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Spacecraft nadir point: 44.1° N, 5.3° E

Photo center point: 46.5° N, 7.0° E

Nadir to Photo Center: Northeast

Spacecraft Altitude: 110 nautical miles (204km)
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Image Caption: STS068-168-133 Lake Geneva, Bernese Alps, and Jura Mountains, France and Switzerland October 1994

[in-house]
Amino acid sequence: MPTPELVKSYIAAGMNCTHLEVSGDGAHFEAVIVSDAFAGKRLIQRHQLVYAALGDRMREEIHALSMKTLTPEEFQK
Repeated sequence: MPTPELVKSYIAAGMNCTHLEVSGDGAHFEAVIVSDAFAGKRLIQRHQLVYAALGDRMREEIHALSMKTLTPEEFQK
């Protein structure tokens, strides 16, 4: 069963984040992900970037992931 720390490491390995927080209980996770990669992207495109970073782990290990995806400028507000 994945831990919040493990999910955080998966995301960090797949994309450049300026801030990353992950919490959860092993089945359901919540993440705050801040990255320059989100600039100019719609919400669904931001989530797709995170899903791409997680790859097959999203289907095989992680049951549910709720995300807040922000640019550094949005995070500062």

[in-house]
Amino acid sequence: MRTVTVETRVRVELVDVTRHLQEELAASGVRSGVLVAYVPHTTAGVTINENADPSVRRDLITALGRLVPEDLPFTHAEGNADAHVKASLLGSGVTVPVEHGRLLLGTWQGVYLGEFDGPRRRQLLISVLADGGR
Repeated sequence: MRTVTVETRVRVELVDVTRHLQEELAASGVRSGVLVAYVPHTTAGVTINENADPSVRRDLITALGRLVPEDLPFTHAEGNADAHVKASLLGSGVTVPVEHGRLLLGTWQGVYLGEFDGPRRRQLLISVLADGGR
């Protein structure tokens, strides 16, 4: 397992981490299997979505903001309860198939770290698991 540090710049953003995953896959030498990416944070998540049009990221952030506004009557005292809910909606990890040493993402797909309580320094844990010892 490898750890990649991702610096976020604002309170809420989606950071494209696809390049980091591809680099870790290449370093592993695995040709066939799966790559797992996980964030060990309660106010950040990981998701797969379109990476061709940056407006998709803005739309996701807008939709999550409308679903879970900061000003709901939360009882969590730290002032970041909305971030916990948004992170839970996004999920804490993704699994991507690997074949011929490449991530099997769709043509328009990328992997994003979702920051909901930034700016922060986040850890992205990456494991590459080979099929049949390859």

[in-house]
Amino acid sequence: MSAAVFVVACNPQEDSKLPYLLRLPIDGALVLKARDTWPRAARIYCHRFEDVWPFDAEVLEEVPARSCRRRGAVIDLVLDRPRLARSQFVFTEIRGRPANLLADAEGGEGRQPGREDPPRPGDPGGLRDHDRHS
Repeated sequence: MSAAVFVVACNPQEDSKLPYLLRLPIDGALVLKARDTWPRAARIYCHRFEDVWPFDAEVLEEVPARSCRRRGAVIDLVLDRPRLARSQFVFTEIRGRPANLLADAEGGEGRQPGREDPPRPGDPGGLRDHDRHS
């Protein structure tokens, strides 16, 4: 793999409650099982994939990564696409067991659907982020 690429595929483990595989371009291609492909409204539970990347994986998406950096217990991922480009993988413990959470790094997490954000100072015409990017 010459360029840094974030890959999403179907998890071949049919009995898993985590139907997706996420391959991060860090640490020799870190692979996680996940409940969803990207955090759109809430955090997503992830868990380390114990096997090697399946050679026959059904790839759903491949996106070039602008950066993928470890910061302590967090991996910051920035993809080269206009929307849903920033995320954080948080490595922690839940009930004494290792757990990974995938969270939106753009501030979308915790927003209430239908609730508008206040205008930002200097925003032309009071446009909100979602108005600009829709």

This spectacular, northeast-looking, low-oblique photograph reveals Lake Geneva and the elongated valley between the Jura Mountains of France and the high Bernese Alps of Switzerland. Crescent-shaped Lake Geneva, 45 miles (70 kilometers) long, is noted for its deep-blue, remarkably transparent waters and seiches, tidal fluctuations that suddenly change the lake's water level. The Rhone River enters the lake from the Bernese Alps to the east and exits the lake at its south end through the city of Geneva. North and west of Lake Geneva are the Jura Mountains (visible along the northern edge of the photograph) that extend in northeast-southwest, narrow, parallel ridges. Their rounded crests and summits are covered with pine forests and good pasturelands. Hydroelectric plants scattered throughout the mountains supply power to pulp and paper, textile, watchmaking, and woodworking industries. The Jura Mountains are a popular year-round resort area. East of Lake Geneva are the snow-capped Bernese Alps (visible along the eastern edge of the photograph) that afford some of the finest winter sports and mountaineering terrain in the world. The Bernese Alps, consisting primarily of granite and metamorphic rocks that are extremely resistant to erosion, have an overlay of sedimentary formations that have buckled up and folded. Subsequently scoured by glaciers, the mountains are now marked by deep valleys, knife-edged ridges, and steep walls that rise abruptly from lower slopes. Surrounded by vineyards northeast of Lake Geneva is Neuchatel, an elongated lake 24 miles (39 kilometers) long and 4 to 5 miles (6 to 8 kilometers) wide.